The U.S. Supreme Court is poised to resolve a circuit split after agreeing to take up whether certain U.S. Securities and Exchange Commission regulations create a duty to disclose "known trends and uncertainties," and experts said the high court's decision could give investors a powerful weapon against companies keeping silent on investigations and other developments.
The high court accepted Leidos Inc.'s petition for review of a Second Circuit ruling reviving a proposed class action alleging the contractor withheld information that it was being investigated by state authorities for overbilling New York City. The appeal will resolve a split between the Second and Ninth circuits over whether a company can face liability for securities fraud claims from third parties if it doesn't disclose "known trends and uncertainties" as required by Item 303 of the SEC's Regulation S-K.
Experts said that if the high court decides to uphold the Second Circuit, which ruled the SEC regulation can give rise to private investor suits under Section 10(b) of the Exchange Act, it could transform the landscape of securities litigation and give investors a powerful tool.
The Supreme Court has previously held that companies don't have an affirmative duty to disclose all material information, unless a particular omission makes other statements misleading. In 1988, the high court specifically said in Basic v. Levinson that "silence, absent a duty to disclose, is not misleading under Rule 10b-5."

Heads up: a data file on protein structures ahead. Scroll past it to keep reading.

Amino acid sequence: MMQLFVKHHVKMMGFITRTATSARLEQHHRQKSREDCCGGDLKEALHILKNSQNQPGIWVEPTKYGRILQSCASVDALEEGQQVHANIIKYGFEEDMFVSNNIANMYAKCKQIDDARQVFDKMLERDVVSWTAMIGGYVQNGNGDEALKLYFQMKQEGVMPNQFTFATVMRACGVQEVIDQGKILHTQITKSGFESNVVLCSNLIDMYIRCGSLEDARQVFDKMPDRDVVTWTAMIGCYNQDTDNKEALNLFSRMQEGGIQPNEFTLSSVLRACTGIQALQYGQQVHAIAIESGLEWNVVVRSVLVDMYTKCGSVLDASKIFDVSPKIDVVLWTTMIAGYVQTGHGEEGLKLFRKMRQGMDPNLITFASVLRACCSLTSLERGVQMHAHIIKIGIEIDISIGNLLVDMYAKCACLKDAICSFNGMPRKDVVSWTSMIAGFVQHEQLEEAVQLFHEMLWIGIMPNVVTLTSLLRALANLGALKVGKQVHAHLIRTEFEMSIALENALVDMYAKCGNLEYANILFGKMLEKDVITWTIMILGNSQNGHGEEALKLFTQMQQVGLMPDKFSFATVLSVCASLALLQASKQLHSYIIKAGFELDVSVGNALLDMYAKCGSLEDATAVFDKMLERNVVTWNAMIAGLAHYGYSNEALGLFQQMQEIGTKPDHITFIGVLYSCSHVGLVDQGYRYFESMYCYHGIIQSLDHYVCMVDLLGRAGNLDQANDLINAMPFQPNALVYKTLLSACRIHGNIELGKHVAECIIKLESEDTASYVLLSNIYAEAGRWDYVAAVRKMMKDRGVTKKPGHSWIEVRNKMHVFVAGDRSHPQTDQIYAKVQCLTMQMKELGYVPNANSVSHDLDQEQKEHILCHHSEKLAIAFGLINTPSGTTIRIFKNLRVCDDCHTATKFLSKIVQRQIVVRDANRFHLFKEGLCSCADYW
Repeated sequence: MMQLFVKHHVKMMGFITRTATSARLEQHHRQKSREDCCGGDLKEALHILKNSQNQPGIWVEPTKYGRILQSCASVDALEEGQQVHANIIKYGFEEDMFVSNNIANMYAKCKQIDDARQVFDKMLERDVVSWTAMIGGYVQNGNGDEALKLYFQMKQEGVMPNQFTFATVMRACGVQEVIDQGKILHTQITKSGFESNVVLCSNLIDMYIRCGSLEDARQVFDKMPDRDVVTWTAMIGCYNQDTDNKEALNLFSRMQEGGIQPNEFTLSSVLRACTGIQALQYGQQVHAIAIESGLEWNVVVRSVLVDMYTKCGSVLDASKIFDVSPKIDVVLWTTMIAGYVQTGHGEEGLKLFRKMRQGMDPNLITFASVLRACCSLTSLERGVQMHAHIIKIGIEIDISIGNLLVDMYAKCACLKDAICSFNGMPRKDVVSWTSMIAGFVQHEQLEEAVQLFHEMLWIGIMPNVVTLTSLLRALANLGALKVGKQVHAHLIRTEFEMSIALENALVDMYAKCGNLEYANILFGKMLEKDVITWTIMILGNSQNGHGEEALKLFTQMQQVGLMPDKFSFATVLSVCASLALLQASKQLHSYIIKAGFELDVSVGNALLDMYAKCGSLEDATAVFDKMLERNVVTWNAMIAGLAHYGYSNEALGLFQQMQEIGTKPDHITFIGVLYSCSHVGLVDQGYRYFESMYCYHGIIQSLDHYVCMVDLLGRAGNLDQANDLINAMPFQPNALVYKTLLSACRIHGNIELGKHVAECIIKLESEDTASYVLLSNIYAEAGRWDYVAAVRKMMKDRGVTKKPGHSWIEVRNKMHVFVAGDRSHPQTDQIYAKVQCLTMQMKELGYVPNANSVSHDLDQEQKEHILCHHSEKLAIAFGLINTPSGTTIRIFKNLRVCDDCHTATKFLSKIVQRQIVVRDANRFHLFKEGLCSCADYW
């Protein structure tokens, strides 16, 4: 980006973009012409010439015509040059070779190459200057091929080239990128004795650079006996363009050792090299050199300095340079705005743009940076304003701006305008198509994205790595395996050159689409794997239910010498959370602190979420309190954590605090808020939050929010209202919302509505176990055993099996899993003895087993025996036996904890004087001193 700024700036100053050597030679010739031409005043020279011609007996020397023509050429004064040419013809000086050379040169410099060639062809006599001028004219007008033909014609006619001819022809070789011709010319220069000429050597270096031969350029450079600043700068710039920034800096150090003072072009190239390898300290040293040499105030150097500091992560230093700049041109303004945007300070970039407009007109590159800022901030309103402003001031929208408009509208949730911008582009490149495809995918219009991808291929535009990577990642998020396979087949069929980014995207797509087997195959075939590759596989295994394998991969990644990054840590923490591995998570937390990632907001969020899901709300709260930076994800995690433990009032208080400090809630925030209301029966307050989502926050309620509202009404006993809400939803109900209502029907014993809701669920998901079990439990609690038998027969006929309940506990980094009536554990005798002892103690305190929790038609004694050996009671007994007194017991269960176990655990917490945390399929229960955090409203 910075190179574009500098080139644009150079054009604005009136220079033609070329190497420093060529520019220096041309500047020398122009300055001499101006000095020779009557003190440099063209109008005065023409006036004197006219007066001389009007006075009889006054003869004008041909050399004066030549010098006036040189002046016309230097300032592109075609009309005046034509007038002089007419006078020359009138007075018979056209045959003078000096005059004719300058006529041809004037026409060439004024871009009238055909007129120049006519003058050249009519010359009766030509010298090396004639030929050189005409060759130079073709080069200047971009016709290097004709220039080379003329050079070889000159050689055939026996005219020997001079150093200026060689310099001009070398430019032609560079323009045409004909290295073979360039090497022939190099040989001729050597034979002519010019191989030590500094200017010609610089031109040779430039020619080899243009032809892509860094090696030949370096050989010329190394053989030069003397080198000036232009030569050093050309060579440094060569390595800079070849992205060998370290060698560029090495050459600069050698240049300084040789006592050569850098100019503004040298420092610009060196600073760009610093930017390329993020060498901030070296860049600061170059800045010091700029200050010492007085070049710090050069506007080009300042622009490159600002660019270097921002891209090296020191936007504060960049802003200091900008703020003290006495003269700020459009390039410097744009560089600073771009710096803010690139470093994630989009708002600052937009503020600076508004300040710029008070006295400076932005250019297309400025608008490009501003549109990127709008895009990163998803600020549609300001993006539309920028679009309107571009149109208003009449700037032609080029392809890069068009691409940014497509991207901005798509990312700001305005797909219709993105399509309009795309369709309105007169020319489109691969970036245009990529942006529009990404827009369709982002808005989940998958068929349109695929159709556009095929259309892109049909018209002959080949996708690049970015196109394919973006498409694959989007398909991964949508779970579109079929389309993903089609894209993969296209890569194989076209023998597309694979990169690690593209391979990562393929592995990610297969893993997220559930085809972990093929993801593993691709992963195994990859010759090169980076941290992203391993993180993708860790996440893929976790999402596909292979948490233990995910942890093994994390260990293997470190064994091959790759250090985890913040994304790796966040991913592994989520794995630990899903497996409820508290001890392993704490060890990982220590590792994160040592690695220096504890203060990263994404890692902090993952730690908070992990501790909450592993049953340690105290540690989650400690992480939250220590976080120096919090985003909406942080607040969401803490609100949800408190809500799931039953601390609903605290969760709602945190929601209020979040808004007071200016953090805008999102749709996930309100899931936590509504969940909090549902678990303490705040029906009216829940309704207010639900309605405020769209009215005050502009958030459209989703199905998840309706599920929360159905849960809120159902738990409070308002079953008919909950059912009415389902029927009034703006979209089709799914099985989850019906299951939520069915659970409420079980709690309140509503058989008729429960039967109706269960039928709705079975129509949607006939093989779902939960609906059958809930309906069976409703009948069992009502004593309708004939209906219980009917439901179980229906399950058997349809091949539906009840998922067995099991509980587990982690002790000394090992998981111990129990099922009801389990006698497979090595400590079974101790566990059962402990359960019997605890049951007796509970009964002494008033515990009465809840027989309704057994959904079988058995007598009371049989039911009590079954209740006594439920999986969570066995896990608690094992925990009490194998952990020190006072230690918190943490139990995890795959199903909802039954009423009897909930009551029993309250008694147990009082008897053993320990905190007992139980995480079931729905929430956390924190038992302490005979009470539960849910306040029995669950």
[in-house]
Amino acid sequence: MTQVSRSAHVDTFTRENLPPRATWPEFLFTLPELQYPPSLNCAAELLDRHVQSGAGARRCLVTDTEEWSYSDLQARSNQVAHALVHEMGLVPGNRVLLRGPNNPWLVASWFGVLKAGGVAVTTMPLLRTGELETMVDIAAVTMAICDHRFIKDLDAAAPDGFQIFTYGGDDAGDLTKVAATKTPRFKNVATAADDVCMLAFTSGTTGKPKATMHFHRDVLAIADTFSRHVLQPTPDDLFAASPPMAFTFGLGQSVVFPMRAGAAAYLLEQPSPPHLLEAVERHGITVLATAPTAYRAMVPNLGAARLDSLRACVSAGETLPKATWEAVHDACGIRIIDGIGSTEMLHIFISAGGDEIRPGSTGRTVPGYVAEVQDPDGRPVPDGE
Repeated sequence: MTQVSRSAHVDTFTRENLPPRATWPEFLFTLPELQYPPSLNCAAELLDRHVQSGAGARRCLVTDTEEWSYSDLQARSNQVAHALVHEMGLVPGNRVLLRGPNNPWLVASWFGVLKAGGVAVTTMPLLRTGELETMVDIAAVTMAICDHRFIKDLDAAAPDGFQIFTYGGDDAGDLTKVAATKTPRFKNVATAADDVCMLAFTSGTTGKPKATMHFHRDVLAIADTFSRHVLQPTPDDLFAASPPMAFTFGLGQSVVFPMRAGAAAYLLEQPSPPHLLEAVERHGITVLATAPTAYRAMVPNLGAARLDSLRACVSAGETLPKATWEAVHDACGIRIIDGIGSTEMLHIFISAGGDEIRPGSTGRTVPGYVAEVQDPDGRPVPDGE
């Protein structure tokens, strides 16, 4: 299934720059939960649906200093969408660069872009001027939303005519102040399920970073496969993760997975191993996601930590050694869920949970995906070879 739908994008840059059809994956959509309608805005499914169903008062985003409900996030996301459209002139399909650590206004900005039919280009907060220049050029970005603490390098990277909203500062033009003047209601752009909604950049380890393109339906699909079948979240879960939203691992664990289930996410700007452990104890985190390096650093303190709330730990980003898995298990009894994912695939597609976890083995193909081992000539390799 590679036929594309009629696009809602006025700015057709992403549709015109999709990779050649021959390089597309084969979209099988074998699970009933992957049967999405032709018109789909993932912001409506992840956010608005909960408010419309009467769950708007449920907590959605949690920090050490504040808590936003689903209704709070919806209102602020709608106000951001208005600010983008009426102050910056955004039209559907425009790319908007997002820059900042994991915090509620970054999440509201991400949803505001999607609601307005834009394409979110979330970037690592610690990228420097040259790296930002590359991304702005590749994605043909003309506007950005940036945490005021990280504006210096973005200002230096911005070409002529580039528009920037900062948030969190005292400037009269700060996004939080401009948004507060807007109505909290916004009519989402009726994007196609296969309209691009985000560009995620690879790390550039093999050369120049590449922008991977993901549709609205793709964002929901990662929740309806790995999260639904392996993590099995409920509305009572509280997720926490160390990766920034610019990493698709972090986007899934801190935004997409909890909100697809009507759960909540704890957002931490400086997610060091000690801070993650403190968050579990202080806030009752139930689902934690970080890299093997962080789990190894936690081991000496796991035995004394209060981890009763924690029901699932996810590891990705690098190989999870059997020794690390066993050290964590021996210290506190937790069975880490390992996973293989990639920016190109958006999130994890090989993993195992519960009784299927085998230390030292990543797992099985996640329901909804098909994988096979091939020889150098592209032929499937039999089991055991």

Under the Second Circuit's interpretation, however, Item 303 creates an affirmative duty for issuers to disclose trends or uncertainties that could have a material impact on their finances.
"In the Second Circuit, silence has enforceable meaning under Rule 10b-5," explained Michael Eisenkraft, a partner with Cohen Milstein Sellers & Toll PLLC. Eisenkraft said that a ruling upholding the Second Circuit's opinion would "open up a whole new area to potential liability in other circuits," and would force companies to share more information or be subject to private liability.
Experts said that although upholding the Second Circuit could have a significant impact on securities litigation, the Supreme Court may find enough to hang its hat on.
Eisenkraft noted that the Second Circuit's opinion doesn't expand what's permissible for companies, it just makes violations of particular SEC rules privately enforceable. "It's fair, because companies are required to speak on these issues because it's mandated by the SEC," Eisenkraft said. "But it definitely expands the playing field."
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